That strong leadership team is helping Aesynt today as it heads into the future, launching new technologies geared around helping hospitals and health systems consolidate and improve quality of care, while dramatically cutting costs. The company also hopes to grow through new acquisitions in 2014.
“Intellectually, it’s an amazing time in our health care system in this country right now,” McEwen says. “It’s a challenging time, all right. If you’re a health system CEO, you have a really tough job right now.
“But with all that change, if you’ve got a good core technology platform and a focus on what your space is, you can really thrive,” he says. “It just requires you to stay focused.” ●
- Control change by focusing on top priorities.
- Disciplined, open communication reassures employees and customers.
- Practice handling different scenarios as a leadership team.
The McEwen File:
Name: Kraig McEwen
Company: Aesynt Inc.
Born: Monroeville, Pa.
Education: Bachelor’s degree in finance/international business from Penn State University and a master’s degree in business administration from the University of Pittsburgh, Joseph M. Katz Graduate School of Business.
What was your first job and what did you learn from it? I was a bus boy at Birdies Bar & Restaurant in Monroeville, and I learned to cook. I’ve worked since high school. Overall, I’ve learned you need to be lucky, but you tend to have more opportunities to be lucky when you work hard. I don’t think that’s unique to me; it’s just engrained in the Pittsburgh region.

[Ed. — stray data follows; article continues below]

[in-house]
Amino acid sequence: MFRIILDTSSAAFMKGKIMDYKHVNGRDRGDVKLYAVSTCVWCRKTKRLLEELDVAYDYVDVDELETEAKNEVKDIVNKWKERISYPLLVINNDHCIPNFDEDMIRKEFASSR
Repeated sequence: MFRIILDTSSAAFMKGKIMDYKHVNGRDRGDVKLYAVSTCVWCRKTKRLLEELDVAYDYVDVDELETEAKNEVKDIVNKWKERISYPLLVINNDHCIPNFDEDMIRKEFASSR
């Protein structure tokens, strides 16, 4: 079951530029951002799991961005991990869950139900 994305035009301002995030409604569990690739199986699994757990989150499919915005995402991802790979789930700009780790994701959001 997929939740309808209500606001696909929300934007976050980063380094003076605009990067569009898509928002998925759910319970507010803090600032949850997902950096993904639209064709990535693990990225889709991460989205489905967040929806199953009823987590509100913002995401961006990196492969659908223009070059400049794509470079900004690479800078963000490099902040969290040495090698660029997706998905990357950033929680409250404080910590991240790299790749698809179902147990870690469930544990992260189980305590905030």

What is the best business advice you ever received? The best advice I ever got was from the CEO of GE Fanuc, where I started my career. I was there for a couple of years, and I was going to do my first acquisition, buying a company in Seattle. I’d never bought a company before, and he gave me advice that has served me well my entire career.
The essence of it was, he said, ‘Fly out and have the management team sit down and talk with you for an hour and a half. Have a piece of paper and put a line in the middle of paper. On the left side put “statement,” and on the right side put “question.”
‘And every time the management team asks you a question, put a little tick mark. And when they make a statement, put a tick mark. And at the end of that session, if there is not at least twice as many questions, don’t buy them, because they are not a really good management team.’
The lesson was basically, as the leader of the organization, you have a lot that you have to do, but the most important thing you have to do is to learn. And if you’re making statements, you’re not learning.
Someone who asks more questions has an immense advantage, and far more information to make thoughtful decisions.
If you weren’t in business, is there anything else you’d like to do? I still want to teach some day. I’d like to teach junior high or high school.